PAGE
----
There is much to mindful about to ensure we do not bake in further exclusion, division and inequality as our use and dependency on digital tech develops. We can all contribute to the solutions, whatever our background or skills. Here are some helpful questions to consider how and why we might meet those needs:
Why does social disadvantage so often turn into into digital disadvantage?
– Will the gap between the digital haves and have-nots widen, stay the same, or get smaller as more people are exposed to tech?
– Why have we been so bad at teaching children the digital literacy they need to thrive online?

The biggest learning for me as part of this cohort is that you don’t need to be a tech geek to influence the future of tech. In fact, many voices are needed to speak up for fairness and justice and we must work across disciplines and think in holistic systems. There is a strong need for ethicists, social scientists, artists, multiple doers and thinkers to get involved.


The Future: what’s the next adventure for the Fairy Bot Mother (FBM)?

To complete the research project, published copies of the FBM story will be distributed amongst two communities in south west England, UK with high rates of child poverty, inviting responses as a small contribution to listening to lesser heard voices and understanding more about the impact of inequality in accessing online publishing. I’m excited about the possibilities for these responses to plant a seed of a podcast / radio broadcast, with equitable on/offline access, dedicated to children talking. From the mouths of babes, as it is said…. we might teach the big data sets a thing or two.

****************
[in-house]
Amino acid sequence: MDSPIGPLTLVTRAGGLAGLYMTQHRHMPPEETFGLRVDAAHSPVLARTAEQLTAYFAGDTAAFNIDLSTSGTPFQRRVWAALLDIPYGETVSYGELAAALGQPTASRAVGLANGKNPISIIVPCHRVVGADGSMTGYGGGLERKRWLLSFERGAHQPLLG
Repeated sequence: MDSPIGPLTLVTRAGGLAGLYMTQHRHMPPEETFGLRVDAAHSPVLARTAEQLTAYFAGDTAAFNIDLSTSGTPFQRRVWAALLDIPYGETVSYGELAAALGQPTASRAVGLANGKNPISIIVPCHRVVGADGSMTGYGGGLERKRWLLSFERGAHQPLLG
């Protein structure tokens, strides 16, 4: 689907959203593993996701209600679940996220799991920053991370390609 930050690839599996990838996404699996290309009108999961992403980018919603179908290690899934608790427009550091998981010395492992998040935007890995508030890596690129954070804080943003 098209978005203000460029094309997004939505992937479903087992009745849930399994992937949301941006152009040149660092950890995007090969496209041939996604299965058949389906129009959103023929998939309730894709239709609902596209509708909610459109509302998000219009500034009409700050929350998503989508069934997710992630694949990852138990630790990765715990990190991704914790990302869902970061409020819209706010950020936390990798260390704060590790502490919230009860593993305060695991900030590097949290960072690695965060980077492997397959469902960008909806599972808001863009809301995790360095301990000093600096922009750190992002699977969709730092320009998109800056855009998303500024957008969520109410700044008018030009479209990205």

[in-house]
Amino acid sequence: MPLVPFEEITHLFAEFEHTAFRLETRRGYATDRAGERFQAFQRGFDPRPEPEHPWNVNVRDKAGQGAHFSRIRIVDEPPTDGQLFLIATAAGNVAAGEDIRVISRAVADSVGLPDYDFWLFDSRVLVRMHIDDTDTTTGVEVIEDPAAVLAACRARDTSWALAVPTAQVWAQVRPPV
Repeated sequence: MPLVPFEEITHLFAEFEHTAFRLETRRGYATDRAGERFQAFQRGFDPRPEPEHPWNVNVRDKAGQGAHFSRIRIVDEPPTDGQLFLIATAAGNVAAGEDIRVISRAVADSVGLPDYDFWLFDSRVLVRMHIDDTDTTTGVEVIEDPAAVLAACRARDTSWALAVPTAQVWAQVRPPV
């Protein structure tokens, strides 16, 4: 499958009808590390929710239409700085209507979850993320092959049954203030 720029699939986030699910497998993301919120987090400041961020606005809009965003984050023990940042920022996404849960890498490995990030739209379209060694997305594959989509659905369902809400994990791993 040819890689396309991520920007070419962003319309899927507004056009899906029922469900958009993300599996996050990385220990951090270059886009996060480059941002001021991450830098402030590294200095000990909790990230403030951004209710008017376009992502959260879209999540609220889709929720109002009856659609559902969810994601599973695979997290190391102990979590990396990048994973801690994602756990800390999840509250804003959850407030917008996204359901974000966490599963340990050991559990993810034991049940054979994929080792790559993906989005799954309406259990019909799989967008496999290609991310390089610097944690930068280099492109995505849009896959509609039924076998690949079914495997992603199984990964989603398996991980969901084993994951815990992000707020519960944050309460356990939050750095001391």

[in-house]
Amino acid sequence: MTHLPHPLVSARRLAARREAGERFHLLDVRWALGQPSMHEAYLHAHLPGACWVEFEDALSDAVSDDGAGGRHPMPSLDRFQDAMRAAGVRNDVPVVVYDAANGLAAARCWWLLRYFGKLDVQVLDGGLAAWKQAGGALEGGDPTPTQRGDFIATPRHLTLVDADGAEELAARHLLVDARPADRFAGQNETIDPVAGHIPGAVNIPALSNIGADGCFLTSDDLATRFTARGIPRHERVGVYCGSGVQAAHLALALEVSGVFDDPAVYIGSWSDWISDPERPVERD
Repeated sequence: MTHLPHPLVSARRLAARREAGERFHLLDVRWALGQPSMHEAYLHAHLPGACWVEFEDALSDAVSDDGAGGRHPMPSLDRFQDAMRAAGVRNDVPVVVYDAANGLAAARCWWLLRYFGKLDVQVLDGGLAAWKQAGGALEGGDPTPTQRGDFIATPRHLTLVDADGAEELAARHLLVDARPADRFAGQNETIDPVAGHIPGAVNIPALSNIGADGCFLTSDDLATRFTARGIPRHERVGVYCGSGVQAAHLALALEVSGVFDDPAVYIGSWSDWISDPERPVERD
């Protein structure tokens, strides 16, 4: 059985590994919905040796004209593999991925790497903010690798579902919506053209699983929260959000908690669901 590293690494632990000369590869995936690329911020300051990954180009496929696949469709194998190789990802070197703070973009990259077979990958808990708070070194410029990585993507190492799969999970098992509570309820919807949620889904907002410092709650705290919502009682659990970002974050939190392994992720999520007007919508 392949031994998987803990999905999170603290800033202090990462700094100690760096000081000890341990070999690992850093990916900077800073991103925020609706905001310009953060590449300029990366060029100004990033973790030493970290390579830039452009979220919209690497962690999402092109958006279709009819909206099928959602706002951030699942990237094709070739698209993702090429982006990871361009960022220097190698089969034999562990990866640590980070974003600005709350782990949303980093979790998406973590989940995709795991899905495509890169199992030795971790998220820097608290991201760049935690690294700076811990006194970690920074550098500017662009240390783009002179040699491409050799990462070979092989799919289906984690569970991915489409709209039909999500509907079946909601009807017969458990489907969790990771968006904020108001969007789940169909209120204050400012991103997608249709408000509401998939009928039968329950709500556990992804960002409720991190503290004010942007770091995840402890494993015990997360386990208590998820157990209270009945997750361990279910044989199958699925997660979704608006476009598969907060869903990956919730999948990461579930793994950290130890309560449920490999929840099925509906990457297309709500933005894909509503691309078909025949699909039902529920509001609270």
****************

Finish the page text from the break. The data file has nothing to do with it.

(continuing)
This project has generated dialogue, deeper understanding and the support to develop my ideas. As a result, I have been awarded a visiting fellowship to the University of Jyvasklya, Finland in Autumn 2022. The FBM is travelling with me to meet internationally renowned thinkers and online game developers across Finland, regarding positive ways to support inclusion and equity in children’s relationships with their environments, including play, technology, community and biodiversity. I will consider children’s future wellbeing from both top-down policy and bottom-up mutual aid angles, such as the anarchist thinking of Kropotkin and Colin Ward. I will continue to work with partners that I have met within this cohort, including an essay for a book launching the Colin Ward Centenary programme, curated by Bristol Ideas in 2023-24.

Maybe the FBM will stray into other arenas, pop up in some unexpected places, or evolve her own NFTs, algorithms or hashtags. Is she a disruptive or unifying force? There is no telling what fairies will do next, or how they might manifest. That’s half the fun, isn’t it? Perhaps, like the tooth fairy, we are all the Fairy Bot Mother, and we can all find ways to help a child look forward to tomorrow.



Watch the recording of the showcase  April, 2022, Bath, UK

Read the amazing accompanying and super accessible fanzine

Check out this report on children’s digital poverty, and look out for the cohort report by Dr Amy Spencer et al on the future of online publishing.


Photos by
xandtor on Unsplash
Sigmund on Unsplash
Bill Bramhall, New York Daily News, Aug. 16, 2021